• It will be a unique step for a county (public and private entities) to recognise and claim ownership of an offshore coastal resource with a view to managing its usage and future rehabilitation/development as an integral and symbiotic element of onshore economic development.
  • Rehabilitation of the inshore benthic habitats off Co. Wicklow will enable the county to market and sell itself abroad internationally as a local community that really cares for and understands the socio - economic benefits of pristine natural environments.
  • That the County Council supported by Public and Private interests can lead the way in proposing and developing a forward thinking “coastal county by coastal county” approach to national inshore fisheries management where community and state Dept’s/Agencies work side by side to manage and develop “their inshore/offshore patch” collectively on behalf of the nation.

Yours sincerely,

Ashley Hayden

 

Ireland Ranked Worst Offender in EU Waters for Over Fishing

Saturday, February 13th, 2016

Well it would appear to be official, Ireland is the EU member state with the worst record for politically granted over fishing within North East Atlantic waters.

A report entitled – “Landing the Blame” – compiled by the New Economics Foundation, an independent organisation promoting economic well-being based in London, was produced to assess and clarify those EU member states most responsible for setting fishing quotas above scientific advice.

EU commercial fishing quotas are set annually each December at a closed door meeting of EU agriculture and fisheries ministers in Brussels attended by Ireland’s Minister for Agriculture and the Marine Simon Coveney.

The report concluded that Minister Coveney negotiated the largest proportional increase in fishing quotas for Ireland above scientifically advised levels last December, with Ireland’s quotas exceeding scientific advice by 25%.

Griffen Carpenter, a co-author of the report, is quoted as saying “there is a lack of transparency around these closed-door negotiations and pressure should be placed on member states to recognise the benefits of following scientific advice and managing marine ecosystems in a sustainable manner”.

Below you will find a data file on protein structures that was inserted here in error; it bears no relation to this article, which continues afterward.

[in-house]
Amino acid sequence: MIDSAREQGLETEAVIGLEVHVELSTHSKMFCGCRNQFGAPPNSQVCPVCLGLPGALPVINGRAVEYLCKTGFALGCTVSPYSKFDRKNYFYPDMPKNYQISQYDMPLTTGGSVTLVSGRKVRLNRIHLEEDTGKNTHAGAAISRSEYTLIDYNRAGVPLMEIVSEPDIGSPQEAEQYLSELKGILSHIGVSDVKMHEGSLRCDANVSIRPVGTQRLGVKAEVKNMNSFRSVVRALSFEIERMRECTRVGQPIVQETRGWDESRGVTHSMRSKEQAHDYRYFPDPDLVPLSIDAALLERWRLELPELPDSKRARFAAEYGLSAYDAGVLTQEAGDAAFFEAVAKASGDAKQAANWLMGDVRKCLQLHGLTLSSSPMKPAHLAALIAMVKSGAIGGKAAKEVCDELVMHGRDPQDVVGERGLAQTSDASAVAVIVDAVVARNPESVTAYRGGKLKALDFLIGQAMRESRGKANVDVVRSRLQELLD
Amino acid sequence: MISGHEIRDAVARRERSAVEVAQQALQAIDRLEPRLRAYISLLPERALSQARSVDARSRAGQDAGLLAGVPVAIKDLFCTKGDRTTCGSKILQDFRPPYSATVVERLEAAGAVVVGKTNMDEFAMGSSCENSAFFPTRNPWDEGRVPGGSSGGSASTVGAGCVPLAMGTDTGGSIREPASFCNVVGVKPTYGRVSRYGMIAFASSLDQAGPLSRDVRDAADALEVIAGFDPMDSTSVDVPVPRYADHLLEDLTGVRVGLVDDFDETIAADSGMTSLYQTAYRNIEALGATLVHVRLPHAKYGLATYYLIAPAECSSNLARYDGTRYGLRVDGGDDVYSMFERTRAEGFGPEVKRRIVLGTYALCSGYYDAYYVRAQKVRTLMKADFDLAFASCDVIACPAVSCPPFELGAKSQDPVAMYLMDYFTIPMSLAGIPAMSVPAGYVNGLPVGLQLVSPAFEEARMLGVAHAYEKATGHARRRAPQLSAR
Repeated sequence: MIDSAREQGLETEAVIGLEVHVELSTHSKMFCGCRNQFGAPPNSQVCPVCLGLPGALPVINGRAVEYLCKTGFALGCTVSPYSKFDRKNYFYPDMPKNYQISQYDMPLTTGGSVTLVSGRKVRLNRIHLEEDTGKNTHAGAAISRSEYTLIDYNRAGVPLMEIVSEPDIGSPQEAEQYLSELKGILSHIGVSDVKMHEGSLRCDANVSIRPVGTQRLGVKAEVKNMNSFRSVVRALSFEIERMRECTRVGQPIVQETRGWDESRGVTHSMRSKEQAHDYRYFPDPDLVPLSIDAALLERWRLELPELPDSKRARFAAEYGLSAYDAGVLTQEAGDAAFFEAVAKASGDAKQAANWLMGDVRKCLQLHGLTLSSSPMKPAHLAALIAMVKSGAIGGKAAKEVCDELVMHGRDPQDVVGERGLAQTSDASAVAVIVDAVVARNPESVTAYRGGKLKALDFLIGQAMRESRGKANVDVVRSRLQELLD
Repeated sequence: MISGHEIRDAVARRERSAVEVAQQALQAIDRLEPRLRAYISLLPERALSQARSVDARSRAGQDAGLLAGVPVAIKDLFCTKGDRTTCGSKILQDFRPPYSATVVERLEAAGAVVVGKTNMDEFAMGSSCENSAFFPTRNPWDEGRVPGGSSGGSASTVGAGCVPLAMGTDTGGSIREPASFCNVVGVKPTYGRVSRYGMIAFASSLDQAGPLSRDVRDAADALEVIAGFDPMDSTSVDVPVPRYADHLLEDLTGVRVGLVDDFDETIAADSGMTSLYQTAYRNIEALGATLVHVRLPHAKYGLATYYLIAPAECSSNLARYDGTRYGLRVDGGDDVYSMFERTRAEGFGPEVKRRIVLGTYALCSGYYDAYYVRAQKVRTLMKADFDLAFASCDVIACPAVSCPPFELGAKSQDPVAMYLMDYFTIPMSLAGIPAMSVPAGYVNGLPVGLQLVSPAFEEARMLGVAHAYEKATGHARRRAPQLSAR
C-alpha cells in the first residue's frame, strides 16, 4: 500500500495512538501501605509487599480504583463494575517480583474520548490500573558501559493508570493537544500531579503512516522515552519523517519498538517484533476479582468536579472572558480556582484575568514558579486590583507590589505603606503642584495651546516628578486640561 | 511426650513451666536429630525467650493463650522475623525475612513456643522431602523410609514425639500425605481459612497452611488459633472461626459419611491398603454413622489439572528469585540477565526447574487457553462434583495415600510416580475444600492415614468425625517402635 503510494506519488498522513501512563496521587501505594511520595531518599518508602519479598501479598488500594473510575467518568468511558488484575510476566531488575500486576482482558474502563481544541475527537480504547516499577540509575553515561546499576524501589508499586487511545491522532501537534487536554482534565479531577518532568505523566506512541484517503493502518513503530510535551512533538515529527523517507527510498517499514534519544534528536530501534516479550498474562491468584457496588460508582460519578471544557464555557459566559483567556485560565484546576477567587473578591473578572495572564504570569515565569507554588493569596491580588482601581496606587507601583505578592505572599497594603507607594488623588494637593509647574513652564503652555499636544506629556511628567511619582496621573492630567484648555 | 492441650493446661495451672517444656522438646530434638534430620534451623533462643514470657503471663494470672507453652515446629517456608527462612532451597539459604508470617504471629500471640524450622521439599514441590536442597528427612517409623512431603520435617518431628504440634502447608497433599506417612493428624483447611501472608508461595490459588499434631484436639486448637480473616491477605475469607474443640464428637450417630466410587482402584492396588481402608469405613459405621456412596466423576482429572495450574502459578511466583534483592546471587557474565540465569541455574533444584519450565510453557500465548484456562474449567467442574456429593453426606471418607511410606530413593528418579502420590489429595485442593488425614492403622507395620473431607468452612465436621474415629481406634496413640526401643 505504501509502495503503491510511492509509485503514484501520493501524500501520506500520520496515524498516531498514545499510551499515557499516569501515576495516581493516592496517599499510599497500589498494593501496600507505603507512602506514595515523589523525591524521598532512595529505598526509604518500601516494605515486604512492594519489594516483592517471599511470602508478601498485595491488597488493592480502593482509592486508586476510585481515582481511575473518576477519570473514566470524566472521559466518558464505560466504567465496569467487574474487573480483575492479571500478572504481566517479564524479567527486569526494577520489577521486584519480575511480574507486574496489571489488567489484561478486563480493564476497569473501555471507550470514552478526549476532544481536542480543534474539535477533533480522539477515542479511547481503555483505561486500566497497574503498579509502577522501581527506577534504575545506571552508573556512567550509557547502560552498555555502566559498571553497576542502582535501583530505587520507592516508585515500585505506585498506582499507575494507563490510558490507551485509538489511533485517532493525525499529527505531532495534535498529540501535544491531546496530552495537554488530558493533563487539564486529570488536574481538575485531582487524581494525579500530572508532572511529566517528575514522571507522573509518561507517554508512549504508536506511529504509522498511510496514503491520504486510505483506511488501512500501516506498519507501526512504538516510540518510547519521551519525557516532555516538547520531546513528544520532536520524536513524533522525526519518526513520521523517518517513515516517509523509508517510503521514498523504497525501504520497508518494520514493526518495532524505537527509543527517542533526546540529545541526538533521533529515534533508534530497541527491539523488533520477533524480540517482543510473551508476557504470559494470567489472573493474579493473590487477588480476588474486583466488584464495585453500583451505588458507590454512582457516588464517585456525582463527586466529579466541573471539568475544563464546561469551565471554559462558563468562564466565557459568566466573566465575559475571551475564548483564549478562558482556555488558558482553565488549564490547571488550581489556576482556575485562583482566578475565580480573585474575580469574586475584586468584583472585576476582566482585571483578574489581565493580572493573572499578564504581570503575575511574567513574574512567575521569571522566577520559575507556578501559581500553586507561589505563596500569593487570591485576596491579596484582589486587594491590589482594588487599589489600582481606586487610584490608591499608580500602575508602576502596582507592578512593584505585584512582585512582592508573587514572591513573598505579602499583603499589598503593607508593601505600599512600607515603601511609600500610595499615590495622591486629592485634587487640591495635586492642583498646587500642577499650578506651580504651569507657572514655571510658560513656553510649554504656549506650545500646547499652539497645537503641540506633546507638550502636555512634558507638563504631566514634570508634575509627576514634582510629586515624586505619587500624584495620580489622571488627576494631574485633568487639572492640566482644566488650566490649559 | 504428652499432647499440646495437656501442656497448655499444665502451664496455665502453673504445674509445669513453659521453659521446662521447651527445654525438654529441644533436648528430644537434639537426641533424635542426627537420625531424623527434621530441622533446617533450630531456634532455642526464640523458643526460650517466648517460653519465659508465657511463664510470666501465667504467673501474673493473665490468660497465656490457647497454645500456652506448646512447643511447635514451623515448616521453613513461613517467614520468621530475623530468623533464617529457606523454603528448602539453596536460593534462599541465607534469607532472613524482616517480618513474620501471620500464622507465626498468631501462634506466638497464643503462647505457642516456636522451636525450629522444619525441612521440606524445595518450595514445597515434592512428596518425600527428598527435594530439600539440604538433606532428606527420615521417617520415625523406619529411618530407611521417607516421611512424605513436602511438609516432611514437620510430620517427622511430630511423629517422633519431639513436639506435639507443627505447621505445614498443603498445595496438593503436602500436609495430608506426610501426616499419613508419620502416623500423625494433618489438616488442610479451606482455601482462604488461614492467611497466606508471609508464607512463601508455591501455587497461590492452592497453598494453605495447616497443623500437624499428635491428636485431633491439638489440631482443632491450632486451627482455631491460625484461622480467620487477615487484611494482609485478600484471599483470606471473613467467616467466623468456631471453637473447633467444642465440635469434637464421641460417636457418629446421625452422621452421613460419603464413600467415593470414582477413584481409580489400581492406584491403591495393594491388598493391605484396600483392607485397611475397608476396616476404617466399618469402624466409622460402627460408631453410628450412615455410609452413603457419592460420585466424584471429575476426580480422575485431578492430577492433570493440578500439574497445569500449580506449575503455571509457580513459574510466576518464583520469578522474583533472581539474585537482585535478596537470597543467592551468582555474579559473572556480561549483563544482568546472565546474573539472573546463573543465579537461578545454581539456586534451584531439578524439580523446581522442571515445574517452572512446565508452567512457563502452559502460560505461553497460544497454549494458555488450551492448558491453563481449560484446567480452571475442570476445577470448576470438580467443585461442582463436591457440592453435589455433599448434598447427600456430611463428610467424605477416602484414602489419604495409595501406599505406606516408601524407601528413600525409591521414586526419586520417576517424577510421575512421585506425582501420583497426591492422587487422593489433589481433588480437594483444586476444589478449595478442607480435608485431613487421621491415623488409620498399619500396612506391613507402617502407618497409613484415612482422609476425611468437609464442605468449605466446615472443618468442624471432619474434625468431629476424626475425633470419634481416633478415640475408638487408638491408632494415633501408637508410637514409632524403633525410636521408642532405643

Environmentalists world wide agree that over fishing is harmful to the marine environment threatening the long-term viability of the worlds marine habitats.

Over fishing also contravenes the reformed EU Common Fisheries Policy which set 2015, where possible, as the target date by which to end EU over fishing.

To read the Report Click On: Landing the Blame for Over Fishing in the North East Atlantic 2016.

 

Analysis of Specimen Sea Fish Records for Co. Wicklow 2011 – 2015

Friday, February 12th, 2016

The argument to introduce wider stakeholder inclusive and environmentally focused management structures for Ireland’s inshore fisheries is indisputable as this follow on analysis of an earlier study based on Irish Specimen Fish Committee Records for the inshore waters off north Co. Wicklow clearly shows:

Bass – 5.31.kg (11.70.lb) – Wicklow – 10/10/2014 – Keith Marsella – Crab

Bass – 4.62.kg (10.19.lb) – Greystones – 24/06/2012 – Damian Blackwell – Lure

Specimen 12.lb 1.oz  Kilcoole, Co. Wicklow bass for Gerry Mitchell.

Bull Huss – 7.82.kg (17.25.lb) – Wicklow – 17/07/2013 – Peter Schiffer – Mackerel

Flounder – 1.20.kg (2.65.lb) – Wicklow – 07/10/2014 – Stephen Gibson – Crab